Alcohol at DCC
Alcohol was freely available in Dubai in the early 1970s. Hotels, Restaurants, Cafes, Clubs sold alcohol to their customers as did DCC. Without any warning the Government stopped alcohol sales overnight in 1974. This was a serious threat to DCC's future since alcohol sales provided the major income. Government eventually introduced Liquor Licences restricting serving of alcohol to Hotels, Clubs and non Muslim Residents. DCC obtained their Liquor Licence with difficulty and was now subject to various Rules,Regulations and Laws controlling Alcohol sales and consumption. Inspection by Dubai Police became a regular event, both scheduled and unscheduled.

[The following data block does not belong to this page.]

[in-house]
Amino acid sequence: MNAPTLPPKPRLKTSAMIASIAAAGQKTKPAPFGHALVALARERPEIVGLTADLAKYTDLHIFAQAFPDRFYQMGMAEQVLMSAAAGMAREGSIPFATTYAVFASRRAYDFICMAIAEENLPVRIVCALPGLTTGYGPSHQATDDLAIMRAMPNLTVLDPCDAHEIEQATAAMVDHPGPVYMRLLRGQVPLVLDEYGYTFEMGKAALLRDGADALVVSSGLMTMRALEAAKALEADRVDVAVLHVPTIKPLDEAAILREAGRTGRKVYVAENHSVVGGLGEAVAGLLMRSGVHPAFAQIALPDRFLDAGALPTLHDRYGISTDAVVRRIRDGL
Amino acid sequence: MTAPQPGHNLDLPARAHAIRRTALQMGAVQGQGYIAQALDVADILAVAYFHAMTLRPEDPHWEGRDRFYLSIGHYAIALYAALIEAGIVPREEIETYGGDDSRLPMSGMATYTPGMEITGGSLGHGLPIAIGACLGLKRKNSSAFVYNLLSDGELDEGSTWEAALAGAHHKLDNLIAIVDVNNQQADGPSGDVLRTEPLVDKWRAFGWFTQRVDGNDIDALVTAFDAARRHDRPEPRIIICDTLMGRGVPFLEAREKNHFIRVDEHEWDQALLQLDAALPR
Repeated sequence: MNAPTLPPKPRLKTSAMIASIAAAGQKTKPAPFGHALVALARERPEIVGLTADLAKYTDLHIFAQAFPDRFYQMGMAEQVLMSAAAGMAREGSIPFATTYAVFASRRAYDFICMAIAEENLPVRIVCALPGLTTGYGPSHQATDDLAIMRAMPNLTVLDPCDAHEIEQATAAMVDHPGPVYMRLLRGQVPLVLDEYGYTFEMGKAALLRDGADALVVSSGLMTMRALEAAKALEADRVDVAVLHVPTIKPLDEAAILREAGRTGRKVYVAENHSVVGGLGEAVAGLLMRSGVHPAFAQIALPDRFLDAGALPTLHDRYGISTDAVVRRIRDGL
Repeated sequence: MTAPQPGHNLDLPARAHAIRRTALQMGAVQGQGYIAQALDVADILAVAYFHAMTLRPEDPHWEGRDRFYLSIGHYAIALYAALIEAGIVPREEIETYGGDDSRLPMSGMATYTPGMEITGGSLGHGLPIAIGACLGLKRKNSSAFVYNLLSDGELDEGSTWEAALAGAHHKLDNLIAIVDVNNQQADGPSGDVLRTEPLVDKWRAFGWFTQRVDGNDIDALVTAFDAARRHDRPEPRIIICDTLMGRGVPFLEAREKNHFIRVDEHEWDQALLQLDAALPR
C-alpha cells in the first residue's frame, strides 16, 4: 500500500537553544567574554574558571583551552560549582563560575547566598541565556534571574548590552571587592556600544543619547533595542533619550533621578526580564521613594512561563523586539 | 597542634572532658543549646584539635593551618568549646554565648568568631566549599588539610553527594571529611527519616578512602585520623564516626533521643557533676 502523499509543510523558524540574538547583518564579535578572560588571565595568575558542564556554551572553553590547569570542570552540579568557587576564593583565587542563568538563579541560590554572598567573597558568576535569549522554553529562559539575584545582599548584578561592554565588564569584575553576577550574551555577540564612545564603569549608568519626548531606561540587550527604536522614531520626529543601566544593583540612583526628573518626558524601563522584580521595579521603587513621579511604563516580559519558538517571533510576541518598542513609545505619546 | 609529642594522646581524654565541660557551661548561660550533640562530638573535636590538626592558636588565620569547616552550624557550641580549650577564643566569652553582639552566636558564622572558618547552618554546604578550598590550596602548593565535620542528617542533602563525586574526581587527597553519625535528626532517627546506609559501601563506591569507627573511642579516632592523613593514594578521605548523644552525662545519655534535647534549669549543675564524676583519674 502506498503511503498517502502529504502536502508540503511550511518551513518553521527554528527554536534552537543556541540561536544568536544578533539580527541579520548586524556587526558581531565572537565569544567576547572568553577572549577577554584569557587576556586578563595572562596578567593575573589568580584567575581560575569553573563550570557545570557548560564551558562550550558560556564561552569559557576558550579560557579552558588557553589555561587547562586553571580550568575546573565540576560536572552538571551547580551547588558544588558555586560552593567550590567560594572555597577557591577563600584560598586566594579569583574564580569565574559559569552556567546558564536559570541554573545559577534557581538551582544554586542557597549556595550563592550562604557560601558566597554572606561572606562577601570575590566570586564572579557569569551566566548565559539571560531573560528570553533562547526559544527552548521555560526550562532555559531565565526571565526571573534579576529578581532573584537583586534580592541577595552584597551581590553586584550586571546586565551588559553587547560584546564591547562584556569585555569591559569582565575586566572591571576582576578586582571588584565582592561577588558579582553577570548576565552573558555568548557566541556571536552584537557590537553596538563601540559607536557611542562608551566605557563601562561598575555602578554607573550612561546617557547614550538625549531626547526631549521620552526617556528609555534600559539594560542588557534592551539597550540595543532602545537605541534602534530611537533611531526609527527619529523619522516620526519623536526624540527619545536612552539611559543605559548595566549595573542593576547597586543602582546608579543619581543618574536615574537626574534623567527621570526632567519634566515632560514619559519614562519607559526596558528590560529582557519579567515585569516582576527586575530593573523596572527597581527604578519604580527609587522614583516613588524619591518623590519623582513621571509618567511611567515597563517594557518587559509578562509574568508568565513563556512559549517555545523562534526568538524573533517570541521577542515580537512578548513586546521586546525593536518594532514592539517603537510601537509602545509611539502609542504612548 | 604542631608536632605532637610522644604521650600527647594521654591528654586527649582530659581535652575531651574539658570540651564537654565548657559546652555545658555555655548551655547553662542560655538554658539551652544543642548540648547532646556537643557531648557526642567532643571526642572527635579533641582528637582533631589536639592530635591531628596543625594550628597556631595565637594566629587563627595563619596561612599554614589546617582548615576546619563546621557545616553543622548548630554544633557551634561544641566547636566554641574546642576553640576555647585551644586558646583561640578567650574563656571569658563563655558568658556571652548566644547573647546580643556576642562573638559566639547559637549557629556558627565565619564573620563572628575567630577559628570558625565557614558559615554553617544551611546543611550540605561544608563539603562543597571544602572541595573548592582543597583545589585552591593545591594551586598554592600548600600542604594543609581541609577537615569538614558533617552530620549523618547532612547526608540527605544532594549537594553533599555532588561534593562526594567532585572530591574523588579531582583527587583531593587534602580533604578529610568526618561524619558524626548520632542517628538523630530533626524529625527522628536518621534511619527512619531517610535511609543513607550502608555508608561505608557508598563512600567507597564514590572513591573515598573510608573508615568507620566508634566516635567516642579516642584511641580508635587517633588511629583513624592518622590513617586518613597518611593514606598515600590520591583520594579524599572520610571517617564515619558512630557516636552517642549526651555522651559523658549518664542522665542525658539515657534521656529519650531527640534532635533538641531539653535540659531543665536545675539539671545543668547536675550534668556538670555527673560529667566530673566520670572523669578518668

Back in 1970s few people in the Entertainment Industry had heard of Dubai. Dubai Country Club played a significant role in changing that situation. DCC started staging outdoor performances using their tennis courts. UK Performers were hired and flown into Dubai often in conjunction with Abu Dhabi Golf Club and sometimes local hotels. Flights to and from Dubai were supported by British Airways or Caledonian Airways. These "tours" were generally one night performances at each location. DCC entertained these Performers with desert and wadi tours so they returned home with a favourable impression of Dubai. Word spread on the Entertainment Circuit and more Performers became willing to come to Dubai. Billy Connolly was among the first to perform at DCC and became a regular visitor to DCC and Dubai. DCC introduced men only "Gentleman's Dinners" where a gourmet dinner was followed by Celebrity "after dinner" speaker flown in from UK. Henry Cooper, was one of the first speakers. Henry was a popular speaker at DCC and made several return visits. DCC also introduced ladies only "Ladies Dinners" with the same format.